Women Have Less Career Confidence Than Men, And It Is Seriously Messing Up Our Professional Prospects
Turns out some of the glass in that infamous glass ceiling might be forged from internalized sexism. In a lengthy Atlantic piece teasing their upcoming book Womenomics , journalists Katty Kay and Claire Shipman reveal that one big thing holding women back in the workplace might just be their confidence. Or rather, their lack thereof.
Kay and Shipman say that, over the course of their careers, they have interviewed "some of the most influential women in the nation." But they have found that, despite the professional success these women have achieved, they still often feel like "impostors." Despite their own success, Kay and Shipman admit that they often feel the same way. And I'll just add that, at times when I'm doing particularly well academically or professionally, I sometimes feel like an impostor, too.
And it seems that tendency can hurt women big time. "Success," Kay and Shipman write, "correlates just as closely with confidence as it does with competence." So even though I disagree with their implication that lack of confidence matters more than institutionalized factors in explaining women's lack of achievement, it does seem plausible that lack of confidence is a big problem for women in reaching their professional goals. Especially since it seems that men tend to have confidence in spades.
It turns out that when asked to estimate how well they will do on tests, men consistently overestimate and women consistently underestimate. The same holds true when asked how they performed on a test they'd just taken. When asked how much money they think they deserve to make, women's average estimate is 20 percent lower than the average man's answer, a fact reflected in recent news about how poor salary negotiation skills could be contributing to the gender pay gap. When offered the chance to compete in competitions, women are far more likely to turn down the opportunity. And on and on it goes. What's more, other studies suggest that men aren't putting on a show or deliberately trying to hype themselves or their ability – men genuinely believe they are awesome, while women genuinely have doubts.
And what's even more unfortunate is the fact that people who are more confident are perceived as more competent, regardless of their actual ability — an idea supported by recent evidence that faking it 'til you make it actually works.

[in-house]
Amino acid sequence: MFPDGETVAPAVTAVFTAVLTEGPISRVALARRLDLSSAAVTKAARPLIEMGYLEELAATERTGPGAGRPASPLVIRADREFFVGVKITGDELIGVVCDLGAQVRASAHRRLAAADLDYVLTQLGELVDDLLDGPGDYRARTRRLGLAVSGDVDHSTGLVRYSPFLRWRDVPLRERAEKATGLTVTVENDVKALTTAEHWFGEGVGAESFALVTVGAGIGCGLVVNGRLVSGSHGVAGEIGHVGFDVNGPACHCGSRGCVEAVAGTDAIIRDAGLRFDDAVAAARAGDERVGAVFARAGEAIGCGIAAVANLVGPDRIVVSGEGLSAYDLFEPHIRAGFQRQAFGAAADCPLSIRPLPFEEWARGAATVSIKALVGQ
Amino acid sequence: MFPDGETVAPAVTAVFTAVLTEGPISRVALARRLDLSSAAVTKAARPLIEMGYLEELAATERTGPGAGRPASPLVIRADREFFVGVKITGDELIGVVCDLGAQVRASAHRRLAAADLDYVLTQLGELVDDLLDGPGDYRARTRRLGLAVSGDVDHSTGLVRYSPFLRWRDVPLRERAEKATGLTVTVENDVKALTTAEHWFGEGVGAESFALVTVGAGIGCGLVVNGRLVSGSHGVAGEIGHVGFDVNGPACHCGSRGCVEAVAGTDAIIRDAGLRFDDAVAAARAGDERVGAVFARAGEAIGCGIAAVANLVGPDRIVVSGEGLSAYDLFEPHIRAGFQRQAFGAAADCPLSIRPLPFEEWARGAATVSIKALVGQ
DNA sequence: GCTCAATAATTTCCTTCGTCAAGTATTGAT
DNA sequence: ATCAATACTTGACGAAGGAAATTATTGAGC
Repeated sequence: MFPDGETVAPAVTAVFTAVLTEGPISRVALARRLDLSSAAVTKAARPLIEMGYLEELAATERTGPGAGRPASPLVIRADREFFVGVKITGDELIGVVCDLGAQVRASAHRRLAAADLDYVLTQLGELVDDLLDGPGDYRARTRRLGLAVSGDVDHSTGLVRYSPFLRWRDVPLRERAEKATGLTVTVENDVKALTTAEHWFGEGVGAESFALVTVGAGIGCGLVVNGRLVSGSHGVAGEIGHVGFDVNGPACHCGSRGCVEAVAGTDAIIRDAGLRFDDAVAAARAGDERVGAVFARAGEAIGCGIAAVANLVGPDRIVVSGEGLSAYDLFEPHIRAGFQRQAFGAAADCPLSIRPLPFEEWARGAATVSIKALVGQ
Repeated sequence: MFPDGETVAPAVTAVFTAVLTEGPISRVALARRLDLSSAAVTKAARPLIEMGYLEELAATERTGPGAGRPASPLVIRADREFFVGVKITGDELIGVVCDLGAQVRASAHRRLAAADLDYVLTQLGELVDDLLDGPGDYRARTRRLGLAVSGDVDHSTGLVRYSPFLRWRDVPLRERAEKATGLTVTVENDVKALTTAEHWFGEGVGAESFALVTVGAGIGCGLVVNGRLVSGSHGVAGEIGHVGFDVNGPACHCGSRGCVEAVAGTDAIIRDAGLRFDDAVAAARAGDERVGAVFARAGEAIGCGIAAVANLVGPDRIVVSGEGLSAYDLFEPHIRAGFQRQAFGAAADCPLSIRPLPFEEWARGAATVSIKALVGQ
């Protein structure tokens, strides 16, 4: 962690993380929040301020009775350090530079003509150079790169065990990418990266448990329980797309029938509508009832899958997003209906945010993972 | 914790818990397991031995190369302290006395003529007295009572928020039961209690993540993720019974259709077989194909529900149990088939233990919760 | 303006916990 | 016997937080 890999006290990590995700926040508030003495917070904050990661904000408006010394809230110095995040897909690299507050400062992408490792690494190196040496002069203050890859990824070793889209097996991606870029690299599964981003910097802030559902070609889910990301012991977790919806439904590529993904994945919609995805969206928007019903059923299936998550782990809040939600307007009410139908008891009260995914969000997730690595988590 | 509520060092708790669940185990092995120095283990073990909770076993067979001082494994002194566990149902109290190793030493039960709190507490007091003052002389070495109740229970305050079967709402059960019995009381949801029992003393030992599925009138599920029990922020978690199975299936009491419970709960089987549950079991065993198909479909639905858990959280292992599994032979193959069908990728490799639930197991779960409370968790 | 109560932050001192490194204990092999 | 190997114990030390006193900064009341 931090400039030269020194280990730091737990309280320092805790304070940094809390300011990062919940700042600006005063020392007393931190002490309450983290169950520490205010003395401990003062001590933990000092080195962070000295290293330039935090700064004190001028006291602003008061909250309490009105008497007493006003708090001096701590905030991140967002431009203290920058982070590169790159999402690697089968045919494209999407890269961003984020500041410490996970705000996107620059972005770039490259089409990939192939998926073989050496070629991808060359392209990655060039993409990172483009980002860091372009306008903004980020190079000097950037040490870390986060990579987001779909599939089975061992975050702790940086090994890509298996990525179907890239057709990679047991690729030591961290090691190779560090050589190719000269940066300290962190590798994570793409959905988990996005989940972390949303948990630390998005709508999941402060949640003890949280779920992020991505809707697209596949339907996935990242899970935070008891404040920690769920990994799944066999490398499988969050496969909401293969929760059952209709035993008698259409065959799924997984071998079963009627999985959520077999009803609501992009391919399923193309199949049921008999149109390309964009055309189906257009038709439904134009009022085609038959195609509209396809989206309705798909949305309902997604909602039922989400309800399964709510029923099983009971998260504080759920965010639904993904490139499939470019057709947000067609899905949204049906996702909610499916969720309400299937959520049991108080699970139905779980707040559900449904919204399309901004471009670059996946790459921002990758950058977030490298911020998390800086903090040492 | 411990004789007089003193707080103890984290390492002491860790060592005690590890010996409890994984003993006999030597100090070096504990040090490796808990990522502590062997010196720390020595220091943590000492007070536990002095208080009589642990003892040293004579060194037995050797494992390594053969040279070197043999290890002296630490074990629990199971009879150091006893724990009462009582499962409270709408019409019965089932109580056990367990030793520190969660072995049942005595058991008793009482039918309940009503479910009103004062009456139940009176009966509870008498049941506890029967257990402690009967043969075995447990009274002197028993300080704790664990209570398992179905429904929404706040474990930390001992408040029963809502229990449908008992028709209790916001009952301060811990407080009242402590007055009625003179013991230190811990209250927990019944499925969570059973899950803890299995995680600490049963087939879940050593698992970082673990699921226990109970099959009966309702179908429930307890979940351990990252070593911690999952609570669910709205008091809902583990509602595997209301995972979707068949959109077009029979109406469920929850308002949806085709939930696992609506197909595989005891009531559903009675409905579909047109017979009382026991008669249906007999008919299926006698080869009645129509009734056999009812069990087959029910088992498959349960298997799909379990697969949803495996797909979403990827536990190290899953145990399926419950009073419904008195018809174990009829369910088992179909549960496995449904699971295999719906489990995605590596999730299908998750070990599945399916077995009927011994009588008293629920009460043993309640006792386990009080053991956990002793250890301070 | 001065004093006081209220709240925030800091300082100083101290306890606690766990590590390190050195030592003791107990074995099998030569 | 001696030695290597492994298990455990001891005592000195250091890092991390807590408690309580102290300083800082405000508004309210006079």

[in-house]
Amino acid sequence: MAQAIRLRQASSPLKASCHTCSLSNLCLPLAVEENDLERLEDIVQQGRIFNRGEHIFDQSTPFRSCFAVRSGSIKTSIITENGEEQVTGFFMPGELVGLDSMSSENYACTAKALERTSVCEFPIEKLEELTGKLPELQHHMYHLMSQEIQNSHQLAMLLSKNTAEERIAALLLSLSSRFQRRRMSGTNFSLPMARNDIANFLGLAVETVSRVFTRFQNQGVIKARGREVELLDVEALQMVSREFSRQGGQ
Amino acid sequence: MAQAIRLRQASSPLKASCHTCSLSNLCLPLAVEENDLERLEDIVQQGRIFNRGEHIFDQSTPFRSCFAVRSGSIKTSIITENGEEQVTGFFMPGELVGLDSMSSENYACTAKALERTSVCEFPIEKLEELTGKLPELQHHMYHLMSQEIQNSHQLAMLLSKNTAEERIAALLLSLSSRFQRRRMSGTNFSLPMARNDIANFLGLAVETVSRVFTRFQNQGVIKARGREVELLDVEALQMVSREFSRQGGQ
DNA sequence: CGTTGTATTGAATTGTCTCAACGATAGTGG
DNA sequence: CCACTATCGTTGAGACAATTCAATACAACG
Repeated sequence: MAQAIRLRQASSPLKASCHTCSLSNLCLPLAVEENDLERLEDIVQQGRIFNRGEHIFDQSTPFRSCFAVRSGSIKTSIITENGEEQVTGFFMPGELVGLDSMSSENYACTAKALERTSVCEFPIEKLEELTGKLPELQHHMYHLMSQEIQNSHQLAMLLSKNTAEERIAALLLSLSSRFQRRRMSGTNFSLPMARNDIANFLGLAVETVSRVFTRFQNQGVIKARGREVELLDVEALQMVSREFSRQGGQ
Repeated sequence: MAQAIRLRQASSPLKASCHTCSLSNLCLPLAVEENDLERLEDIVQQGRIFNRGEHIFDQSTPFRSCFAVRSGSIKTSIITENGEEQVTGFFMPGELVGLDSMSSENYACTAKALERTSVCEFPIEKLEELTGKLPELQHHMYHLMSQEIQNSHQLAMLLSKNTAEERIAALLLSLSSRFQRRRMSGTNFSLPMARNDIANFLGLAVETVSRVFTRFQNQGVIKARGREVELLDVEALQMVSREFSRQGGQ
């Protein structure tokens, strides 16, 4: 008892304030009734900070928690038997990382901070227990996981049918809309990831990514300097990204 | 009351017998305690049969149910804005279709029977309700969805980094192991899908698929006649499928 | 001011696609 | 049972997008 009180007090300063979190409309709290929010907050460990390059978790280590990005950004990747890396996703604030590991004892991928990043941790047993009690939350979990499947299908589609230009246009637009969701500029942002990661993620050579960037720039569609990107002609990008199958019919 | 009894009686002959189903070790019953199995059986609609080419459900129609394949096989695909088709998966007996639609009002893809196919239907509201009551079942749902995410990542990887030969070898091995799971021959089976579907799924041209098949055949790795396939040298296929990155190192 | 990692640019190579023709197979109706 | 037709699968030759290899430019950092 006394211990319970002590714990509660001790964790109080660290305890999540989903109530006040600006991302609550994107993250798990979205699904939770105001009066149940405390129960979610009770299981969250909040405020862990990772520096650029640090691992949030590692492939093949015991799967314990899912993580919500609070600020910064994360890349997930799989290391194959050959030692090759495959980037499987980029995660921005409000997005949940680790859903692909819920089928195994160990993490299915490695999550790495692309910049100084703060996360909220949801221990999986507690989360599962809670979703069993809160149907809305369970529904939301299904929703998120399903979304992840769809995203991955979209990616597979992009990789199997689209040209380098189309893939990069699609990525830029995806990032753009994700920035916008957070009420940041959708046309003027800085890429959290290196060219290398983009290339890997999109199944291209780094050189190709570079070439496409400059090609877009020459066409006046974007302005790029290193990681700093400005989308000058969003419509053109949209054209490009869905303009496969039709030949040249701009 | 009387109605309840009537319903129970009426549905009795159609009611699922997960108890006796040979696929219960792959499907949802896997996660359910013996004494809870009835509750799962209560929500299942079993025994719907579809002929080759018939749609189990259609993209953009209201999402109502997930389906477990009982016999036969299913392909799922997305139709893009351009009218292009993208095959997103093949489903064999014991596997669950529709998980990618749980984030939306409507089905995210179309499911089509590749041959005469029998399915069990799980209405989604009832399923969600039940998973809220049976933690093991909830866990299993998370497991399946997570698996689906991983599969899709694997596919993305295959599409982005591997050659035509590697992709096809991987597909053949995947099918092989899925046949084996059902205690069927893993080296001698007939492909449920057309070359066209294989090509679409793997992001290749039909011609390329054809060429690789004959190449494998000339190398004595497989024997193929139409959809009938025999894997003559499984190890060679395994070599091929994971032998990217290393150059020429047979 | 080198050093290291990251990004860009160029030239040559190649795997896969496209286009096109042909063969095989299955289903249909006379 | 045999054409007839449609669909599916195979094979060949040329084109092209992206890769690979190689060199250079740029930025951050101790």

So where does all this start? Well, Kay and Shipman do look briefly at potential differences in brain chemistry, though it's hard to draw clear conclusions from the minor differences in male and female brains. Much more interesting is their analysis of differences in elementary school behavior, where they notice that boys' failings are often attributed to not trying hard enough, whereas when a girl fails, it's often taken as an indication of more fundamental problems.
Yet, I'd posit that this whole thing starts even earlier. After all, research shows that mothers of boy babies consistently overestimate how well their child will do at crawling challenges, while mothers of girls underestimate. Kids start getting programmed with this stuff before they can even speak in sentences.
And then there's the psychological toll of living in a culture that was very clearly not set up for you. Plus, when girls are assertive, they get labeled as "bossy" in a definite negative way. And there are all sorts of other subtle signals, too. From little things like the fact that only eight percent of statues honoring individuals in this country depict women to big things like rape culture, girls get the idea at every turn that we are afterthoughts for this world, not the focus of it. It's easy to be confident when you live in a world where the people honored for their accomplishments almost always look like you. It's much harder if you're someone who needs a special month dedicated to your history just so we can highlight the role models that share your gender.
Which is why it would also be interesting to know how confidence differs along racial lines as well, though that's a subject that would deserve its own book, I'm sure.
In the meantime, ladies, it probably helps to realize that the guys who seem so confident probably haven't done anything more to deserve that confidence than you have. So be confident in your abilities, and don't let self-doubt get in the way of your dreams.